Dazzling Blue #105: Self-Discovery for Social Survival

Dazzling Blue #105: Self-Discovery for Social Survival


Eight musicians, sixteen surfers, three oceans—“Self-Discovery for Social Survival” is a collaborative surf and music film directed by Chris Gentile and produced by Brooklyn-based record label Mexican Summer. Gentile owns Pilgrim Surf + Supply with locations in Williamsburg and Tokyo. He’s also a visual artist, a former photo creative director for Condé Nast, a lover of alt wave craft, and a keen record collector.

          “I’d never made a film before,” said Gentile. “It was an opportunity to let all these passions that I have touch. We thought of the three major oceans on the planet, and came up with Mexico, Iceland, and the Maldives, and then thought of which surfers and musicians would fit those places, and together as a crew. Everybody’s involvement was equally weighted, and everyone’s creativity was involved. The musicians had to go on these trips to get the inspiration to make the music, and the music was handed back to us to inform the edit of the surfing. So everything was interdependent. It was an exercise in letting go of control, and harnessing what you get into a whole, cohesive film. It was really open-ended.”

          I got to experience this firsthand. Gentile asked me to the write the VO script. His instruction: Be impressionistic. Keep it loose. Have fun. I was also lucky enough to get invited along on the Maldives trip. Our crew was made up of mostly Aussies—Creed McTaggart, Ellis Ericson, Ari Browne, and Beau Foster. It turned into the sort of surf trip I might have had in my teens. We put in two or three surfs a day. We ate and drank voraciously, usually shirtless, often talking with our mouths full. There was the night that the water cameraman Jimmy “Jazz” James got naked and stood on the dinghy while the rest of the boys pelted him with bananas. And there was the night that Ericson grabbed the fire extinguisher and blasted everyone—including the captain.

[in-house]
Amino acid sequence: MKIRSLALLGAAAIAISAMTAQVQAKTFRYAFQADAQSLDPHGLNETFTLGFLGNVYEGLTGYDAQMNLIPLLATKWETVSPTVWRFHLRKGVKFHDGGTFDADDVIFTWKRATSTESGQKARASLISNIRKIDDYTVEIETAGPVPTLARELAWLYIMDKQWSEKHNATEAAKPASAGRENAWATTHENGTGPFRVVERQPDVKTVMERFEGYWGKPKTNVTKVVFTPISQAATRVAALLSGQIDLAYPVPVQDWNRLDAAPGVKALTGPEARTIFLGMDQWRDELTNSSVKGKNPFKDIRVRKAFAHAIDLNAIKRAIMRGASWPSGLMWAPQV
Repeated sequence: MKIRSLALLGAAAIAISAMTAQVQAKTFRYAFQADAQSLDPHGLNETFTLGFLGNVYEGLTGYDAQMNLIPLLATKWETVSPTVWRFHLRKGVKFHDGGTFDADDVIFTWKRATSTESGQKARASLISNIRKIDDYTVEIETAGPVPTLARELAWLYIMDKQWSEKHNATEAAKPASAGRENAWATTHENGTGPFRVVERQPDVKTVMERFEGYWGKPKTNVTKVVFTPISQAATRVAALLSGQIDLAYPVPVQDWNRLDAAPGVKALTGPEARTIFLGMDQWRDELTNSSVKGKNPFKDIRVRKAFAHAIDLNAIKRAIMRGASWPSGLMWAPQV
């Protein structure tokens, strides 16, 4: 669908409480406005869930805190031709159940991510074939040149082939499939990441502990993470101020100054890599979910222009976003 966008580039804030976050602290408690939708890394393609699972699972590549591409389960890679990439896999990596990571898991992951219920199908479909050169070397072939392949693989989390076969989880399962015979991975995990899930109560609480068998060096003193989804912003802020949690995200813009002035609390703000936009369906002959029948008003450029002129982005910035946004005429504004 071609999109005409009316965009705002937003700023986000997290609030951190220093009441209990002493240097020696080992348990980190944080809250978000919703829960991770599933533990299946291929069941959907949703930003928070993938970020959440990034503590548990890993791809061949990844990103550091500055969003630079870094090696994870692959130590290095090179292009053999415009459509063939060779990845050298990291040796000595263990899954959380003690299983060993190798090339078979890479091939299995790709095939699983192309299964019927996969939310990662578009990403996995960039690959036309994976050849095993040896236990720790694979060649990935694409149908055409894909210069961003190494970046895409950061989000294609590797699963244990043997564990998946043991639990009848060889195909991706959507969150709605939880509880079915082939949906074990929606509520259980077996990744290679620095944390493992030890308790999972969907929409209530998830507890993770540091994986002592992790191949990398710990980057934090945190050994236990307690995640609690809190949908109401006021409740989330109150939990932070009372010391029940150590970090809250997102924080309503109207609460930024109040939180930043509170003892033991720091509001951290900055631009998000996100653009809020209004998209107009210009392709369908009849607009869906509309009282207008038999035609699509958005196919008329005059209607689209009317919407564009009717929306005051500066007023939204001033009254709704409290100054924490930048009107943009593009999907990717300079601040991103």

I asked Gentile is he had any idea that things would go so feral.

          “I knew those guys were going to be their own magical pod, but I didn’t realize how explosive it was going to be.” Gentile broke into laughter. “But I had a good feeling that we were all going to resonate well. Being on a boat in the middle of the Indian Ocean kind of calls for some wildness.”

I asked him about the music.

          “When Keith Abrahamsson (A&R Director for Mexican Summer) and I started talking about the film, we had some criteria that narrowed it down. The big one was that the musicians had to surf. The Allah-Las, Connan Mockasin, Andrew Van Wyngarden of MGMT, and Peaking Lights—they’re all surfers.”

          I asked him what the viewer should know about the film.

          “We went on these trips, and they were two weeks long, so we got what we got. Which is kind of a commentary on what surfing really is. You don’t have control over the elements. It’s always changing, and you have to accept that. We didn’t get the best waves for this film, but the adventures were incredible. These are three trips, and we got what we got.”

          Gentile and I have been good friends for over a decade. I am endlessly impressed with the specific facets of the surf world that he probes. At the Pilgrim shop he’s done events with Mark Cunningham, Derek Hynd, William Finnegan, Richard Kenvin, and Raymond Pettibon.

          I wondered what he enjoyed most about the making of SDFSS.

          “It was the journeys, the adventures. Actually being in these special places with these special people. Everyone was outside of their comfort zones, so we all had to rely on each other emotionally. It was exciting.”


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